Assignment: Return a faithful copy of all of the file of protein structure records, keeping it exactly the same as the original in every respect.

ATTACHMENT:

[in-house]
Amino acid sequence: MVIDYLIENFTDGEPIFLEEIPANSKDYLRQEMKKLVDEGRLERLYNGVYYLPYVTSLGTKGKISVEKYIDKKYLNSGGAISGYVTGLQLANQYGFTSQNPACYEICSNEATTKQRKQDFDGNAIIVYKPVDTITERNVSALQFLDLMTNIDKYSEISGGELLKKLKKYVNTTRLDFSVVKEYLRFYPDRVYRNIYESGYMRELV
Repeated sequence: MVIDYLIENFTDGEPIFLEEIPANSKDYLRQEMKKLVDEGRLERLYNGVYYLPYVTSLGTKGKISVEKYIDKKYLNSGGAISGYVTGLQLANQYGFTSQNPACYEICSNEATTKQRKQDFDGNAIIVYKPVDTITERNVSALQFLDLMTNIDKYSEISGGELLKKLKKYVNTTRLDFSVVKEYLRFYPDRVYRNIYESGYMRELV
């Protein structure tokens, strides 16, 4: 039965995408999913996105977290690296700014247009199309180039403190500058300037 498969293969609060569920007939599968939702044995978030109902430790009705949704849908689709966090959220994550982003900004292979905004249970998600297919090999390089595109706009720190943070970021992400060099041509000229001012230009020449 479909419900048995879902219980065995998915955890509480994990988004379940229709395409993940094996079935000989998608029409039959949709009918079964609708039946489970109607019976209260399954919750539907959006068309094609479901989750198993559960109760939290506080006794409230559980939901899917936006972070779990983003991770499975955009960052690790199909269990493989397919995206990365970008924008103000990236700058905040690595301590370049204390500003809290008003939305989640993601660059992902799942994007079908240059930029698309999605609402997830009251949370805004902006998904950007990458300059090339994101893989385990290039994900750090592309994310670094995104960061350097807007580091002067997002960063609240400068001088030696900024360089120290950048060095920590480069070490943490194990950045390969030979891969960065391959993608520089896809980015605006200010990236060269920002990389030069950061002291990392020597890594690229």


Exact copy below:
[in-house]
Amino acid sequence: MVIDYLIENFTDGEPIFLEEIPANSKDYLRQEMKKLVDEGRLERLYNGVYYLPYVTSLGTKGKISVEKYIDKKYLNSGGAISGYVTGLQLANQYGFTSQNPACYEICSNEATTKQRKQDFDGNAIIVYKPVDTITERNVSALQFLDLMTNIDKYSEISGGELLKKLKKYVNTTRLDFSVVKEYLRFYPDRVYRNIYESGYMRELV
Repeated sequence: MVIDYLIENFTDGEPIFLEEIPANSKDYLRQEMKKLVDEGRLERLYNGVYYLPYVTSLGTKGKISVEKYIDKKYLNSGGAISGYVTGLQLANQYGFTSQNPACYEICSNEATTKQRKQDFDGNAIIVYKPVDTITERNVSALQFLDLMTNIDKYSEISGGELLKKLKKYVNTTRLDFSVVKEYLRFYPDRVYRNIYESGYMRELV
């Protein structure tokens, strides 16, 4: 039965995408999913996105977290690296700014247009199309180039403190500058300037 498969293969609060569920007939599968939702044995978030109902430790009705949704849908689709966090959220994550982003900004292979905004249970998600297919090999390089595109706009720190943070970021992400060099041509000229001012230009020449 479909419900048995879902219980065995998915955890509480994990988004379940229709395409993940094996079935000989998608029409039959949709009918079964609708039946489970109607019976209260399954919750539907959006068309094609479901989750198993559960109760939290506080006794409230559980939901899917936006972070779990983003991770499975955009960052690790199909269990493989397919995206990365970008924008103000990236700058905040690595301590370049204390500003809290008003939305989640993601660059992902799942994007079908240059930029698309999605609402997830009251949370805004902006998904950007990458300059090339994101893989385990290039994900750090592309994310670094995104960061350097807007580091002067997002960063609240400068001088030696900024360089120290950048060095920590480069070490943490194990950045390969030979891969960065391959993608520089896809980015605006200010990236060269920002990389030069950061002291990392020597890594690229």